Posted on | April 23, 2012 | 4 Comments
There’s this old joke.
Two economists are walking down the street when one points to the ground and says, “Look, a ten dollar bill!”
The second economist replies, “That’s crazy. If that was a ten dollar bill someone would have picked it up already.”
I love it because there’s a really interesting dynamic in it (beyond mocking economists) that seems increasingly relevant to me.
At the risk of getting pedantic, here’s what I think is so interesting about what’s going on in that joke. The second economist’s point is that if there was something easy and potentially lucrative out there, someone would have already done it. But the flip side is that someone is always the first person to spot the ten dollar bill.
I’ve been thinking about this issue a lot as I triage my journalistic life. People are always coming to me, trying to get me to pursue a story on what seems to them a vital and important truth. “If only they would do X,” the person argues…. “They” is typically the idiots in charge, and “X” is the obvious ten dollar bill on the sidewalk that my intrepid reader thinks he or she has spotted that will fix some societal problem.
If it’s on a beat that I cover with any depth, I usually know right away that it’s not really a ten dollar bill. Sometimes at this point I try to explain why it’s not really a ten dollar bill. This often does not go well.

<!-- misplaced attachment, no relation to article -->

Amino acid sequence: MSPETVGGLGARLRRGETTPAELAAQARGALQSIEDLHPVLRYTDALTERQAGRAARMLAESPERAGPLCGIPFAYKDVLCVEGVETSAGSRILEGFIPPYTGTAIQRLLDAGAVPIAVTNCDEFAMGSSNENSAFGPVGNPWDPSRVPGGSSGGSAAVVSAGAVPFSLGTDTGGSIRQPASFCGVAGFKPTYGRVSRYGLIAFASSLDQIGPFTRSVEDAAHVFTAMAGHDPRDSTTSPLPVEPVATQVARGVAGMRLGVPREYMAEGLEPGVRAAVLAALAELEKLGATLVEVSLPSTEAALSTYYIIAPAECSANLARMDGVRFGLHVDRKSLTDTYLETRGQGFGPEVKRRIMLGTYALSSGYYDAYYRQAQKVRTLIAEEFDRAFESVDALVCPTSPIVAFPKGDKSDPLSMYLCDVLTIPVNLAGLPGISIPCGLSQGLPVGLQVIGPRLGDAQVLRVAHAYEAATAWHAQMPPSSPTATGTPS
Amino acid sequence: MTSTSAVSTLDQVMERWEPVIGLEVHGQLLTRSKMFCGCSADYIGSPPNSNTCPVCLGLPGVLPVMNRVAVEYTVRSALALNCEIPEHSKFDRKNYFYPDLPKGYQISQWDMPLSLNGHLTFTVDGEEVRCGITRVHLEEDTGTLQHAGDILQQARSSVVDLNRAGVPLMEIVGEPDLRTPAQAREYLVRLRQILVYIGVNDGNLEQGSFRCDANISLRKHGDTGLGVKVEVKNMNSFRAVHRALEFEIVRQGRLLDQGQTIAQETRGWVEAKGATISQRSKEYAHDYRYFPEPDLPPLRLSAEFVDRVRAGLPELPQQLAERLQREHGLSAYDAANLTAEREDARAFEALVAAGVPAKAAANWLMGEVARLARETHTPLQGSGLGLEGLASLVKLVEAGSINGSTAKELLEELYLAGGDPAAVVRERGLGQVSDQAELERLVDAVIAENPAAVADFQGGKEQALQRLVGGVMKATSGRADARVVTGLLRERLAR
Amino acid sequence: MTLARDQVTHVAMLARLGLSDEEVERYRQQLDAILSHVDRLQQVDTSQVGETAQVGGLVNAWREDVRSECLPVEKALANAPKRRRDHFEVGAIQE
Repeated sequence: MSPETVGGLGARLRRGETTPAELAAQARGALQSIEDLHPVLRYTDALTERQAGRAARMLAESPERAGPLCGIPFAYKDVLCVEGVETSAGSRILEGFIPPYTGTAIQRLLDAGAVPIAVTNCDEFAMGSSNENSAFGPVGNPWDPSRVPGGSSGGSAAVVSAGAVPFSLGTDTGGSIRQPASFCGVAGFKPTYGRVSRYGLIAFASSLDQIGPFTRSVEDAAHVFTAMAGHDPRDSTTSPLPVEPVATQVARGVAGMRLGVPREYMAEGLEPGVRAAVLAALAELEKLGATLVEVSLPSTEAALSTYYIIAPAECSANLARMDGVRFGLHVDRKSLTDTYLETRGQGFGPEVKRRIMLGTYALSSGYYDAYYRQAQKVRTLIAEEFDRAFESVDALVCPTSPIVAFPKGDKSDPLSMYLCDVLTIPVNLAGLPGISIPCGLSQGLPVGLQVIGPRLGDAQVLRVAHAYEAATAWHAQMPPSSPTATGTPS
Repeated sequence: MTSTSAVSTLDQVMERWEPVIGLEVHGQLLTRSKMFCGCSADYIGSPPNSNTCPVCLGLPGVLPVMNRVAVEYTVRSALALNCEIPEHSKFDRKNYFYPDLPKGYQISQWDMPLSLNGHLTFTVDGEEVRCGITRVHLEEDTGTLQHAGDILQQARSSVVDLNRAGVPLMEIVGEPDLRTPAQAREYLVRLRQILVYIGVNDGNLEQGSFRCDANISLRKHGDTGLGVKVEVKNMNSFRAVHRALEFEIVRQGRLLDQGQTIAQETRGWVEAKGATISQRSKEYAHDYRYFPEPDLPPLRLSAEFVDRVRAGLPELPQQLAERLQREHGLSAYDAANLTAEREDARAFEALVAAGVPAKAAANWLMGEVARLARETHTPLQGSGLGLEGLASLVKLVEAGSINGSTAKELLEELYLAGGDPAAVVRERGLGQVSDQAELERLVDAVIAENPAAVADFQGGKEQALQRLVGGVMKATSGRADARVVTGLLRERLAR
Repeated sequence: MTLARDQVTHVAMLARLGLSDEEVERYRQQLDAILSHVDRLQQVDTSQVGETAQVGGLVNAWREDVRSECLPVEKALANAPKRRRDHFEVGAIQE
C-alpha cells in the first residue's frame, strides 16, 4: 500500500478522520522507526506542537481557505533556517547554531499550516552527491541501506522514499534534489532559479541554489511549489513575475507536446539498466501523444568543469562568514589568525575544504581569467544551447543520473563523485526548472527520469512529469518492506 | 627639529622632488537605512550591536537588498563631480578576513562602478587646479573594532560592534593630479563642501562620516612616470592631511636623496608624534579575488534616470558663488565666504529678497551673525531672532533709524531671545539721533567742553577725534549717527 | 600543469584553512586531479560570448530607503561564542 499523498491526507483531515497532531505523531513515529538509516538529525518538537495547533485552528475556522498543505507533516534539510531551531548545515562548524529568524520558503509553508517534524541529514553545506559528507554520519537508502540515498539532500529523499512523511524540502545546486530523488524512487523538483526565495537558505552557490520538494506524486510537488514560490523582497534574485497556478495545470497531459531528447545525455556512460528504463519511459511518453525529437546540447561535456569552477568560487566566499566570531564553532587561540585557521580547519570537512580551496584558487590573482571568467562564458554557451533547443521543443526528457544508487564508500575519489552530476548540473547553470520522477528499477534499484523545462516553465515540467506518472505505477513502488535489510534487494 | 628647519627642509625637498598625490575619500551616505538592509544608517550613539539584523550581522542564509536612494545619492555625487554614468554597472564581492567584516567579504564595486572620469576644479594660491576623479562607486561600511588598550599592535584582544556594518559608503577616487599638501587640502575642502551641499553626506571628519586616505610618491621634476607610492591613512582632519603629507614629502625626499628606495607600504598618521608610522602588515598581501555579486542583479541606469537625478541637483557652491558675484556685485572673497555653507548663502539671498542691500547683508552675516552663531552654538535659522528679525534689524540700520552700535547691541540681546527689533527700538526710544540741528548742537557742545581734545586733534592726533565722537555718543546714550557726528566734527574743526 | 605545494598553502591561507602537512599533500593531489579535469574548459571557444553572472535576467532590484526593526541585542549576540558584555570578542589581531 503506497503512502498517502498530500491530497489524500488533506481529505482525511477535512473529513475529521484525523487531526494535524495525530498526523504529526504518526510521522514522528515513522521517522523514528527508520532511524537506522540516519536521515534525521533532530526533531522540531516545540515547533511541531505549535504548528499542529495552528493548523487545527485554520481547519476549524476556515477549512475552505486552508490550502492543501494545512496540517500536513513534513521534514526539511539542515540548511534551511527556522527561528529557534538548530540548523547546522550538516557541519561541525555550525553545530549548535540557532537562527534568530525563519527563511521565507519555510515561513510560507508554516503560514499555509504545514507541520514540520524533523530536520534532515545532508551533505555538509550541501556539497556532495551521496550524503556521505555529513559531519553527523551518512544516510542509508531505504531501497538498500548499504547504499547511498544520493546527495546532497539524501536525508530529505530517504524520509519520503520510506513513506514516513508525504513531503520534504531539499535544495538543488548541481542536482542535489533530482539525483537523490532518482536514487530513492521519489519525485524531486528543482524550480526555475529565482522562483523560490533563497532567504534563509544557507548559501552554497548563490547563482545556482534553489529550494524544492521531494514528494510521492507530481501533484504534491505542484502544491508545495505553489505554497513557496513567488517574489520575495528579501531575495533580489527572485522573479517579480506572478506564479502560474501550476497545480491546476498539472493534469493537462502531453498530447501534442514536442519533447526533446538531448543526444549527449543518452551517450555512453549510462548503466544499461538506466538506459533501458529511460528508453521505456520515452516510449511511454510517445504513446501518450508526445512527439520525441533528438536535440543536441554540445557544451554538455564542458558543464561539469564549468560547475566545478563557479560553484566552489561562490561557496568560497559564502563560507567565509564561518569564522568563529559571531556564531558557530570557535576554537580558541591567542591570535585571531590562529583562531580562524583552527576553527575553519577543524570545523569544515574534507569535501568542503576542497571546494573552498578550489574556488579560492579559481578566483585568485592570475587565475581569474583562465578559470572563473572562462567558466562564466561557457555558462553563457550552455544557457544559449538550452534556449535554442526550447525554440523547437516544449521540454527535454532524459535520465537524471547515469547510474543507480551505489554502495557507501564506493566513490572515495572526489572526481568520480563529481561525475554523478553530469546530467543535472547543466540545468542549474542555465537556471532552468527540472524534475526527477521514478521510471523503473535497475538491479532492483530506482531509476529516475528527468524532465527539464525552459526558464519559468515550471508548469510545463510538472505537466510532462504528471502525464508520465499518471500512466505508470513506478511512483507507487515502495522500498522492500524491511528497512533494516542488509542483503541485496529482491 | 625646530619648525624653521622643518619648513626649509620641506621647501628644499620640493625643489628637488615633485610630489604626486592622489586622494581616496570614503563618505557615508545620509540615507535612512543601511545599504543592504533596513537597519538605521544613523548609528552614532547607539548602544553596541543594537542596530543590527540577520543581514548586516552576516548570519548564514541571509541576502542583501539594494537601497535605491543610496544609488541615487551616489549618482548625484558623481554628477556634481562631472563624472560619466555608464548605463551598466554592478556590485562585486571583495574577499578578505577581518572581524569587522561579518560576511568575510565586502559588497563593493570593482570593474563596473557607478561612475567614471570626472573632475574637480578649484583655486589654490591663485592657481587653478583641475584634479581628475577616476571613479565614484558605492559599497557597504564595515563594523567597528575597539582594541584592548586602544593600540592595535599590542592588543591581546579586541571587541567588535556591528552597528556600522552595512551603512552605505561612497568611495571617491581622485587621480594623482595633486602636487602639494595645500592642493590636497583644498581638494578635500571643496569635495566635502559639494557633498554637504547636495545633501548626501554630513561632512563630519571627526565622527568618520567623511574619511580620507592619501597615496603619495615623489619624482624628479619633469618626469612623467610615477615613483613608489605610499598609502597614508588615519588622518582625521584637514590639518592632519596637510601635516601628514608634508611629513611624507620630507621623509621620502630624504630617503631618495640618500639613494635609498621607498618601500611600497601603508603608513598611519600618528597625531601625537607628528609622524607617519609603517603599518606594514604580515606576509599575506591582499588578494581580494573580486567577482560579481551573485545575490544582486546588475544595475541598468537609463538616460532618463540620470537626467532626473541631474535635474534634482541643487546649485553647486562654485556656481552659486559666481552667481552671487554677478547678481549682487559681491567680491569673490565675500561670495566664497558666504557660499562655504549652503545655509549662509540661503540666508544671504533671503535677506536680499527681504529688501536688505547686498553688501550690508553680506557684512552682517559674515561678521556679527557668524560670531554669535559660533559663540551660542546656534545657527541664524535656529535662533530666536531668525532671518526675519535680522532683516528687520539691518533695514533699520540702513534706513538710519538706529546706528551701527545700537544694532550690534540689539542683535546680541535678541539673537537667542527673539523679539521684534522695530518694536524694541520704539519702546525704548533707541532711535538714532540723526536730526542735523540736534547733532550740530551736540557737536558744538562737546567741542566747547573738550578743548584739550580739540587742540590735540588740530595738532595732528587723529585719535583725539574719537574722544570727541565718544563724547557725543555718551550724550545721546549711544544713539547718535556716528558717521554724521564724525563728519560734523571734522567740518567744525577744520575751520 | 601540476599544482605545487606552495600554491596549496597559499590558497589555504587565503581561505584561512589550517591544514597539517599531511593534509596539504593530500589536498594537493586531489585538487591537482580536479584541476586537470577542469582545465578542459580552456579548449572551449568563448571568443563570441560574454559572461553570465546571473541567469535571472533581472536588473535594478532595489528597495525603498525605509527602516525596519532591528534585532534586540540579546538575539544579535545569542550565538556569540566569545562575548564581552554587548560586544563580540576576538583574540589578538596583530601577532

If it’s not obvious to me right away that it’s not a ten dollar bill, I then face the triage decision – do I spend the resources necessary to bend over and try to pick it up and see if it’s real? The metaphor weakens here – ten dollar bill scrutiny usually takes a lot of work. In a lifetime of journalistic experience, I’ve learned that most things that look like ten dollar bills are not – that there is a perfectly reasonable explanation for why the idiots in charge haven’t done X. But on occasion, it’s really a ten dollar bill, which can turn into a useful journalistic contribution.
This comes to mind because I recently embarked on a long walk with a guy who seems to see ten dollar bills everywhere. I’m thinking I might need to cut the walk short.